Grant's Lieutenants: From Chattanooga to Appomattox

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Overview

A companion to Grant's Lieutenants: From Cairo to Vicksburg, this new volume assesses Union generalship during the final two years of the Civil War. Steven Woodworth, one of the war's premier historians, is joined by a team of distinguished scholars—Mark Grimsley, John Marszalek, and Earl Hess, among others—who critique Ulysses S. Grant's commanders in terms of both their working relationship with their general-in-chief and their actual performances.

The book covers well-known Union field generals like William T. Sherman, George Thomas, George Meade, and Philip Sheridan, as well as the less-prominent Franz Sigel, Horatio Wright, Edward Ord, and Benjamin Butler. In addition, it includes an iconoclastic look at Grant's former superior and wartime chief of staff Henry W. Halleck, focusing on his wise counsel concerning Washington politics, the qualities of various subordinates, and the strategic environment. Each of these probing essays emphasizes the character and accomplishments of a particular general and shows how his relationship with Grant either helped or hindered the Union cause. The contributors highlight the ways Grant's lieutenants contributed to or challenged their commander's own success and development as a general. In addition to revisiting Grant's key collaboration with Sherman, the essays illuminate the hostile relationship between Grant and Thomas, commander of the Army of the Cumberland; Grant's almost daily contact with "Old Snapping Turtle" Meade, whose expertise relieved Grant of the close tactical direction of the Army of the Potomac; and the development of a highly successful command partnership between Grant and Sheridan, his new commander ofthe Army of the Shenandoah. Readers will also learn how Grant handled the relative incompetence of his less sterling leaders—perhaps failing to give Butler adequate direction and overlooking Ord's suspect political views in light of their long relationship.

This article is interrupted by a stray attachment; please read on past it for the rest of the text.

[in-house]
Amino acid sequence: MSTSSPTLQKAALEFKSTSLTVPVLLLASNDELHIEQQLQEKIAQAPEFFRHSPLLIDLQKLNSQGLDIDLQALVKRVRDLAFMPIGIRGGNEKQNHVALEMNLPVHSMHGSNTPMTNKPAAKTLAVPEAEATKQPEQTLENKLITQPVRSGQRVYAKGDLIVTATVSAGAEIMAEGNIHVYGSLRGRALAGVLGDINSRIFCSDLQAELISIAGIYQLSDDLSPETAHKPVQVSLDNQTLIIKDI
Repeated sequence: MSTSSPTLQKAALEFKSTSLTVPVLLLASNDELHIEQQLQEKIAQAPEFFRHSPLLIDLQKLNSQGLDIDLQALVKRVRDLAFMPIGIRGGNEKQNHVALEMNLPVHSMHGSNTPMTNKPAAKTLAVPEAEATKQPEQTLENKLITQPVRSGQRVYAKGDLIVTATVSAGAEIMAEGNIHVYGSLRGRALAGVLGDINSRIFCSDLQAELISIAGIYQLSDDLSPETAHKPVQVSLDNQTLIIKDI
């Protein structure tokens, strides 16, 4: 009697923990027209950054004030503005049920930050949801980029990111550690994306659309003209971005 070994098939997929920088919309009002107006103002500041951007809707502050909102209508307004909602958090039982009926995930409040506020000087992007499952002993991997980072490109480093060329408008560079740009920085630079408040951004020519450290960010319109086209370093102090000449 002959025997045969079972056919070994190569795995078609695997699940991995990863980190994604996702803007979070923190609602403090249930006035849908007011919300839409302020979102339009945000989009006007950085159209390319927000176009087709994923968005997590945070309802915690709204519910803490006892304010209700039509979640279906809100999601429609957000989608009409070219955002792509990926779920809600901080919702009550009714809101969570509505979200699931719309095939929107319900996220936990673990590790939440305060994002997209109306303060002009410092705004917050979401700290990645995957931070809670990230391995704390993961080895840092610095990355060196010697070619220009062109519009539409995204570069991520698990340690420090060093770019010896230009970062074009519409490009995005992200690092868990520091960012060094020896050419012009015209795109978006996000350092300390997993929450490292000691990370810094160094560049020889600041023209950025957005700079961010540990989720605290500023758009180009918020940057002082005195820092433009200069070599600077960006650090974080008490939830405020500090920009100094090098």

Like its companion volume, Grant's Lieutenants: From Chattanooga to Appomattox is an essential touchstone for Civil War scholars and aficionados. It offers new and profound insights into the command relationships that fundamentally shaped both the conduct of the war and its final outcome.

This book is part of the Modern War Studies series.

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What People Are Saying

Brooks D. Simpson
These stimulating and insightful essays remind us of the collaborative nature of military command and help us appreciate how Grant persevered and ultimately prevailed in directing the Union armies to victory. (Brooks D. Simpson, author of Ulysses S. Grant: Triumph over Adversity, 1822-1865)
Gary W. Gallagher